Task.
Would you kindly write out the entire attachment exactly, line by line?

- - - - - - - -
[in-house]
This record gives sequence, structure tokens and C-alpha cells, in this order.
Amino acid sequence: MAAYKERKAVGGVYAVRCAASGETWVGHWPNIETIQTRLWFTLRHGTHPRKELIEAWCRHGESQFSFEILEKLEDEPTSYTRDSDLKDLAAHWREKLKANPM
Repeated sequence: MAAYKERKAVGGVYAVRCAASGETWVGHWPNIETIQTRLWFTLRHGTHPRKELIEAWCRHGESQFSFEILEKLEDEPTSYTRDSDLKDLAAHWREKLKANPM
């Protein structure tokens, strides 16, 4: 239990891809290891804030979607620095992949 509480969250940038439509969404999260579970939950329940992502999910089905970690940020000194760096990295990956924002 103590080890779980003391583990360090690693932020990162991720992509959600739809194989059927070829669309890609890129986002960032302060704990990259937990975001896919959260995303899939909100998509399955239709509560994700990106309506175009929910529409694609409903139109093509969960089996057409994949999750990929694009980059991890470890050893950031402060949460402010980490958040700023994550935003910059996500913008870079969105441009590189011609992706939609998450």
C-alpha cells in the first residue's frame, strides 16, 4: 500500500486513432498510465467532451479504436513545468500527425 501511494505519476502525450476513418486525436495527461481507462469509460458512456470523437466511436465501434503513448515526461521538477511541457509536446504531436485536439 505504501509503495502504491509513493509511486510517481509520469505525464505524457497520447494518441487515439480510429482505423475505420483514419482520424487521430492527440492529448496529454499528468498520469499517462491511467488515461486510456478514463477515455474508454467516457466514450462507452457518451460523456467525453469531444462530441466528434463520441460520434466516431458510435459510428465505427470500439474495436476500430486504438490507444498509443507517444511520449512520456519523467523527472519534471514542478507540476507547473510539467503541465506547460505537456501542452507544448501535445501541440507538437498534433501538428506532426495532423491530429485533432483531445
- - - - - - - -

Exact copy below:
[in-house]
This record gives sequence, structure tokens and C-alpha cells, in this order.
Amino acid sequence: MAAYKERKAVGGVYAVRCAASGETWVGHWPNIETIQTRLWFTLRHGTHPRKELIEAWCRHGESQFSFEILEKLEDEPTSYTRDSDLKDLAAHWREKLKANPM
Repeated sequence: MAAYKERKAVGGVYAVRCAASGETWVGHWPNIETIQTRLWFTLRHGTHPRKELIEAWCRHGESQFSFEILEKLEDEPTSYTRDSDLKDLAAHWREKLKANPM
């Protein structure tokens, strides 16, 4: 239990891809290891804030979607620095992949 509480969250940038439509969404999260579970939950329940992502999910089905970690940020000194760096990295990956924002 103590080890779980003391583990360090690693932020990162991720992509959600739809194989059927070829669309890609890129986002960032302060704990990259937990975001896919959260995303899939909100998509399955239709509560994700990106309506175009929910529409694609409903139109093509969960089996057409994949999750990929694009980059991890470890050893950031402060949460402010980490958040700023994550935003910059996500913008870079969105441009590189011609992706939609998450």
C-alpha cells in the first residue's frame, strides 16, 4: 500500500486513432498510465467532451479504436513545468500527425 501511494505519476502525450476513418486525436495527461481507462469509460458512456470523437466511436465501434503513448515526461521538477511541457509536446504531436485536439 505504501509503495502504491509513493509511486510517481509520469505525464505524457497520447494518441487515439480510429482505423475505420483514419482520424487521430492527440492529448496529454499528468498520469499517462491511467488515461486510456478514463477515455474508454467516457466514450462507452457518451460523456467525453469531444462530441466528434463520441460520434466516431458510435459510428465505427470500439474495436476500430486504438490507444498509443507517444511520449512520456519523467523527472519534471514542478507540476507547473510539467503541465506547460505537456501542452507544448501535445501541440507538437498534433501538428506532426495532423491530429485533432483531445